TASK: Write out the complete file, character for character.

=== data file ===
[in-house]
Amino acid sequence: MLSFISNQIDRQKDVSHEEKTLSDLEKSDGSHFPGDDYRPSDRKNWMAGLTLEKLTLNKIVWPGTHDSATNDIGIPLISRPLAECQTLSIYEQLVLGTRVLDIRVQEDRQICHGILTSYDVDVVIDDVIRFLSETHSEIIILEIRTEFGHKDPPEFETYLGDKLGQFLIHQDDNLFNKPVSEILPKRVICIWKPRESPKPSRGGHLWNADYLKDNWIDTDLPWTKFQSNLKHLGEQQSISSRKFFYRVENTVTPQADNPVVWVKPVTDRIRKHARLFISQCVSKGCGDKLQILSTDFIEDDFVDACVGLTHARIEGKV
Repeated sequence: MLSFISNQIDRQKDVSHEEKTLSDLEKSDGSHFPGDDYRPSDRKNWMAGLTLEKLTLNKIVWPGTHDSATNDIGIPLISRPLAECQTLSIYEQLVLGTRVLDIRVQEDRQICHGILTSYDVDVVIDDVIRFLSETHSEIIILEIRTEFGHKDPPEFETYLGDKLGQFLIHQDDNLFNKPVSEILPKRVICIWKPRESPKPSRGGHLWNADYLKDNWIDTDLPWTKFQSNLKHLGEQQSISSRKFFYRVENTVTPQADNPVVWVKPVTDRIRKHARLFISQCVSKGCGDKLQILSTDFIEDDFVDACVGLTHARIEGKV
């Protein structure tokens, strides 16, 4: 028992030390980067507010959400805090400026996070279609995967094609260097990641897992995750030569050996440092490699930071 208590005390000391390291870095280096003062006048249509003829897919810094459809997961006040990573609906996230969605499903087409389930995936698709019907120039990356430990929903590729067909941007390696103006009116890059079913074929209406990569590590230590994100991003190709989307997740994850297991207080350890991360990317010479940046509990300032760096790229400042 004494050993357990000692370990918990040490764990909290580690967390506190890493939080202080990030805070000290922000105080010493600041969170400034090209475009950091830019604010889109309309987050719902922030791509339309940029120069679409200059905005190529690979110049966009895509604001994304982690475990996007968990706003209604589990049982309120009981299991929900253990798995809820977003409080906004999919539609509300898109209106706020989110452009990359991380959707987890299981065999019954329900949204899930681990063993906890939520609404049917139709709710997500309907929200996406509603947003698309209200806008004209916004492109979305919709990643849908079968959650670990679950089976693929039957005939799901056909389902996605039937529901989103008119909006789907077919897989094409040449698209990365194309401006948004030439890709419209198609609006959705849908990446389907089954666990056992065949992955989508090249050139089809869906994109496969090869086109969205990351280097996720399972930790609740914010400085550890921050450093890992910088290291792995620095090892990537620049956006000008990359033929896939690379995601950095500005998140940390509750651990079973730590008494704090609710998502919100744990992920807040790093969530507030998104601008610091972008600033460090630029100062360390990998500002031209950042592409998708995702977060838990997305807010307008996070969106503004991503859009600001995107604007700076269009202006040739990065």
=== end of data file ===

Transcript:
[in-house]
Amino acid sequence: MLSFISNQIDRQKDVSHEEKTLSDLEKSDGSHFPGDDYRPSDRKNWMAGLTLEKLTLNKIVWPGTHDSATNDIGIPLISRPLAECQTLSIYEQLVLGTRVLDIRVQEDRQICHGILTSYDVDVVIDDVIRFLSETHSEIIILEIRTEFGHKDPPEFETYLGDKLGQFLIHQDDNLFNKPVSEILPKRVICIWKPRESPKPSRGGHLWNADYLKDNWIDTDLPWTKFQSNLKHLGEQQSISSRKFFYRVENTVTPQADNPVVWVKPVTDRIRKHARLFISQCVSKGCGDKLQILSTDFIEDDFVDACVGLTHARIEGKV
Repeated sequence: MLSFISNQIDRQKDVSHEEKTLSDLEKSDGSHFPGDDYRPSDRKNWMAGLTLEKLTLNKIVWPGTHDSATNDIGIPLISRPLAECQTLSIYEQLVLGTRVLDIRVQEDRQICHGILTSYDVDVVIDDVIRFLSETHSEIIILEIRTEFGHKDPPEFETYLGDKLGQFLIHQDDNLFNKPVSEILPKRVICIWKPRESPKPSRGGHLWNADYLKDNWIDTDLPWTKFQSNLKHLGEQQSISSRKFFYRVENTVTPQADNPVVWVKPVTDRIRKHARLFISQCVSKGCGDKLQILSTDFIEDDFVDACVGLTHARIEGKV
């Protein structure tokens, strides 16, 4: 028992030390980067507010959400805090400026996070279609995967094609260097990641897992995750030569050996440092490699930071 208590005390000391390291870095280096003062006048249509003829897919810094459809997961006040990573609906996230969605499903087409389930995936698709019907120039990356430990929903590729067909941007390696103006009116890059079913074929209406990569590590230590994100991003190709989307997740994850297991207080350890991360990317010479940046509990300032760096790229400042 004494050993357990000692370990918990040490764990909290580690967390506190890493939080202080990030805070000290922000105080010493600041969170400034090209475009950091830019604010889109309309987050719902922030791509339309940029120069679409200059905005190529690979110049966009895509604001994304982690475990996007968990706003209604589990049982309120009981299991929900253990798995809820977003409080906004999919539609509300898109209106706020989110452009990359991380959707987890299981065999019954329900949204899930681990063993906890939520609404049917139709709710997500309907929200996406509603947003698309209200806008004209916004492109979305919709990643849908079968959650670990679950089976693929039957005939799901056909389902996605039937529901989103008119909006789907077919897989094409040449698209990365194309401006948004030439890709419209198609609006959705849908990446389907089954666990056992065949992955989508090249050139089809869906994109496969090869086109969205990351280097996720399972930790609740914010400085550890921050450093890992910088290291792995620095090892990537620049956006000008990359033929896939690379995601950095500005998140940390509750651990079973730590008494704090609710998502919100744990992920807040790093969530507030998104601008610091972008600033460090630029100062360390990998500002031209950042592409998708995702977060838990997305807010307008996070969106503004991503859009600001995107604007700076269009202006040739990065």